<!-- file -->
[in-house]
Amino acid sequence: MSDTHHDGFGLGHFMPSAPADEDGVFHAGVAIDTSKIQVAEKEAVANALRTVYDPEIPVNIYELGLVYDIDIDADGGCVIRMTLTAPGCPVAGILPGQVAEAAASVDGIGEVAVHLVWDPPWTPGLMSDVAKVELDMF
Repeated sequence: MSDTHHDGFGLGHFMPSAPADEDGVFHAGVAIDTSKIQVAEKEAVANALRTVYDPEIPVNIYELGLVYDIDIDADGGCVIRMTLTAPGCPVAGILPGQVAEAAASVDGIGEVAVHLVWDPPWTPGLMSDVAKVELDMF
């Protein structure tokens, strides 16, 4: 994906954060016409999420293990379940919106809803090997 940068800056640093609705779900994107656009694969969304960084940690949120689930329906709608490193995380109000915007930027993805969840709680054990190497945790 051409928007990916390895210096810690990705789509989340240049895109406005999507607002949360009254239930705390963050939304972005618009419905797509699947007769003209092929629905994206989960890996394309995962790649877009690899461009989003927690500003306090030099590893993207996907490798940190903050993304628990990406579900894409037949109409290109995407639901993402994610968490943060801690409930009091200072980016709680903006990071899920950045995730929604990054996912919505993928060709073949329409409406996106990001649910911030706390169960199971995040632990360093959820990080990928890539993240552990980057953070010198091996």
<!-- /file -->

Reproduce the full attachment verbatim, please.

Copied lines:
[in-house]
Amino acid sequence: MSDTHHDGFGLGHFMPSAPADEDGVFHAGVAIDTSKIQVAEKEAVANALRTVYDPEIPVNIYELGLVYDIDIDADGGCVIRMTLTAPGCPVAGILPGQVAEAAASVDGIGEVAVHLVWDPPWTPGLMSDVAKVELDMF
Repeated sequence: MSDTHHDGFGLGHFMPSAPADEDGVFHAGVAIDTSKIQVAEKEAVANALRTVYDPEIPVNIYELGLVYDIDIDADGGCVIRMTLTAPGCPVAGILPGQVAEAAASVDGIGEVAVHLVWDPPWTPGLMSDVAKVELDMF
């Protein structure tokens, strides 16, 4: 994906954060016409999420293990379940919106809803090997 940068800056640093609705779900994107656009694969969304960084940690949120689930329906709608490193995380109000915007930027993805969840709680054990190497945790 051409928007990916390895210096810690990705789509989340240049895109406005999507607002949360009254239930705390963050939304972005618009419905797509699947007769003209092929629905994206989960890996394309995962790649877009690899461009989003927690500003306090030099590893993207996907490798940190903050993304628990990406579900894409037949109409290109995407639901993402994610968490943060801690409930009091200072980016709680903006990071899920950045995730929604990054996912919505993928060709073949329409409406996106990001649910911030706390169960199971995040632990360093959820990080990928890539993240552990980057953070010198091996």